You know I really enjoyed thinking about the minutia in the giant ant movie yesterday.  Thinking about the characterizations and the movie conventions that they employed back then was the most fun thing that I have thought about in weeks.  And it occurred to me that here is so much substance, so much American-ness in these old silly things from sixty, seventy years ago.  And not because there’s great art on display.  This is a story about giant ants.  Nothing more absurd is imaginable.  Nothing less important exists.  And yet the people who wrote the script and acted the scenes managed to do a good job of creating this ridiculous world that they were employed to create.  The guy who played the booze-soaked hobo in the hospital ward was highly entertaining.  The general working with the cop to operate the bazooka for the phosphorus bombardment of the ant nest was amusing in his portrayal of upper management trying his hand at a front-line task.

Maybe that is what the future looks like.  We’ll be like the medieval monks copying and illuminating fragments of the classical world to preserve something for when the rampaging vandals have run out of places to sack and burn and whoever is left sets about the hard work of rebuilding civilization from what’s left of the wreckage.  So, I’ve found new direction in celebrating whatever fragments and shards of the old order strike my fancy and even any worthwhile new shoots as they present themselves.  Certainly, it’s an uphill battle while the orcs are still busy burning and pillaging all around us.  And from time to time, we’ll have to put down our quills and cap our inkwells and pick up a battle axe and shield to fend off the latest incursion of rampaging savages.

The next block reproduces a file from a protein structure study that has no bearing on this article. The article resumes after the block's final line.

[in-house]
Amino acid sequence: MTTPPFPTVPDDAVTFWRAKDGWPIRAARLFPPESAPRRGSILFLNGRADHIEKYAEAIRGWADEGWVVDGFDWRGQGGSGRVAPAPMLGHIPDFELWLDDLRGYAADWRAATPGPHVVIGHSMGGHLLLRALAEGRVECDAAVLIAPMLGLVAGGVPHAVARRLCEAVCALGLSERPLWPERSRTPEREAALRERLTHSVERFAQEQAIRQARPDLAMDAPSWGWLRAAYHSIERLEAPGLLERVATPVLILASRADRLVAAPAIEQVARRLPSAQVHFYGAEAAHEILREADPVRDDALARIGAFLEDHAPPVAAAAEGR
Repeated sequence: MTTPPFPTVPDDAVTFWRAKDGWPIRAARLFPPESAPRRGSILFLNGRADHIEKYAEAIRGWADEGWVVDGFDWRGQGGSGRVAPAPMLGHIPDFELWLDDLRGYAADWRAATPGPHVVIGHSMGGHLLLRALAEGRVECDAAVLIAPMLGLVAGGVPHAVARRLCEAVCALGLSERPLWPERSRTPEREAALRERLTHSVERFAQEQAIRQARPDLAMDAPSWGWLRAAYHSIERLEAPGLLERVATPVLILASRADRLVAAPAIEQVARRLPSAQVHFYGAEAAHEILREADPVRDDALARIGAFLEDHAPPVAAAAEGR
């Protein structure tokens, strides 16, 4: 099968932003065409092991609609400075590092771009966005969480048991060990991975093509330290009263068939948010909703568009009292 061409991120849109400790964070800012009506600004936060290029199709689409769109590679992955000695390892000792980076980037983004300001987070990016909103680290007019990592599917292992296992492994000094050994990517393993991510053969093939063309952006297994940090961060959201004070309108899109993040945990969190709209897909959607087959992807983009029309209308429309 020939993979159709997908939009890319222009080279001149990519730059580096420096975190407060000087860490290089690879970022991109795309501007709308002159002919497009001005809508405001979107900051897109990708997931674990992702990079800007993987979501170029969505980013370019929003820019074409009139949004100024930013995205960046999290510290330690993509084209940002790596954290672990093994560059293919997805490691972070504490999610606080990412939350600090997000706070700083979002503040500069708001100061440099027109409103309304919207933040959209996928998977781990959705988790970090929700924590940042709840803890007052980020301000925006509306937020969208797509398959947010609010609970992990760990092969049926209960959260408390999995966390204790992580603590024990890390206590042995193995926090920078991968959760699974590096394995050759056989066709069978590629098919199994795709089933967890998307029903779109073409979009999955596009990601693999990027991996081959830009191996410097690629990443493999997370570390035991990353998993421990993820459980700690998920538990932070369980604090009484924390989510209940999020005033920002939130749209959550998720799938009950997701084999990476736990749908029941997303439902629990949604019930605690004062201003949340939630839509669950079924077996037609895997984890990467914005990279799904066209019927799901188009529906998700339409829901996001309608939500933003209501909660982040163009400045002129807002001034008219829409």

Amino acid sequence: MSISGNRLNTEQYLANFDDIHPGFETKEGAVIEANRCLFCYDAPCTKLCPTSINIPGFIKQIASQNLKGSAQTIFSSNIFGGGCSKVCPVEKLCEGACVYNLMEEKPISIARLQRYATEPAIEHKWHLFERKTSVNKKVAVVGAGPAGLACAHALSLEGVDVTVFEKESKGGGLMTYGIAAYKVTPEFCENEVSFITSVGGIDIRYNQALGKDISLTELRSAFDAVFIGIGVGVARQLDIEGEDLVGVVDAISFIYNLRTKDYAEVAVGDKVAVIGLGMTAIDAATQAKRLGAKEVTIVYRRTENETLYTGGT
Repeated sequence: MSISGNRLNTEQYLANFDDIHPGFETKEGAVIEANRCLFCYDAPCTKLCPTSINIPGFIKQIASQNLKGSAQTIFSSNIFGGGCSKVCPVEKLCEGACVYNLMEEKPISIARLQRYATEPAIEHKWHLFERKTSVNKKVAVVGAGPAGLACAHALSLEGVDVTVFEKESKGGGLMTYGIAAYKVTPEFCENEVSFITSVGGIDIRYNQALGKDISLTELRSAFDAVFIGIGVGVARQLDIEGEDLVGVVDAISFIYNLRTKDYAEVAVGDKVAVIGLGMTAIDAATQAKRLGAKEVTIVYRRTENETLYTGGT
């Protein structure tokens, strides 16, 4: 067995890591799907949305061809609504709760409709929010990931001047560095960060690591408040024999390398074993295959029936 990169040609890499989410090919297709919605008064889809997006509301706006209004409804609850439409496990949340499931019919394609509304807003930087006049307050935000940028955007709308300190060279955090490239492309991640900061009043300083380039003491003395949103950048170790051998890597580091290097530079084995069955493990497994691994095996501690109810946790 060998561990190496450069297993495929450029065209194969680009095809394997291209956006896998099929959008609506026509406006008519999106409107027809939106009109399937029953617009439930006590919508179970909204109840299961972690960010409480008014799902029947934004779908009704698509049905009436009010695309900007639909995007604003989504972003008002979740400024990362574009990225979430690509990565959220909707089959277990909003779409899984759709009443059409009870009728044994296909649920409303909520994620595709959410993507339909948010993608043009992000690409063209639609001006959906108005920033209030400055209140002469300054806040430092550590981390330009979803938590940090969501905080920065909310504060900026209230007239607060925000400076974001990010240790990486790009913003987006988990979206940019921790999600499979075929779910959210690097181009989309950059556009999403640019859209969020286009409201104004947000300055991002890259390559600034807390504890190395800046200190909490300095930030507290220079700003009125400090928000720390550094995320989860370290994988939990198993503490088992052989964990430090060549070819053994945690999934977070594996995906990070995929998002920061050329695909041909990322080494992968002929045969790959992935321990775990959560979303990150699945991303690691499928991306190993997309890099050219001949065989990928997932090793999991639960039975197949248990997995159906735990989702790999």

But there is absolutely more sense in celebrating the things that give meaning to life and to enjoy art; high or low, than there is in just bemoaning the destruction and dwelling on how low we have fallen.  After all, no one threw a switch one day and ended the dark ages and began the renaissance.  The knowledge was always there.  It needed people who were willing to apply that knowledge.  It needed human ingenuity and imagination and a little breathing space between them and the nearest barbarians.

So don’t be surprised if I sound a little happier.  Sure, the orcs may win this war.  Our whole civilization may come crashing down in an orgy of death and darkness.  We may be on the cusp of a millennium of ignorance and misery.  But as Hurin said in the Silmarillion, “ Aurë entuluva!”, “Day shall come again.”  It seems inevitable that human intelligence will persevere over entropy and stupidity.  There is in life that which strives against chaos.  I’ll bet on us.

Now, let’s take another look at that giant ant movie.  Have you ever noticed how annoying the girl scientist gets when she’s down in the ant nursery in New Mexico?  She starts yelling at her colleagues, “Burn it!  Burn it all!”

I mean who the hell is she?  Especially since Ben and Bob are going to have to haul her fat butt up several steep inclines by rope to get her out of that cyanide laden death trap.  It’s not like she has the upper body strength to get herself out.  She could at least act a little more polite.  An incipient girl-boss even back then.  Ah well.

Don’t Panic.  Pick Up the Flamethrower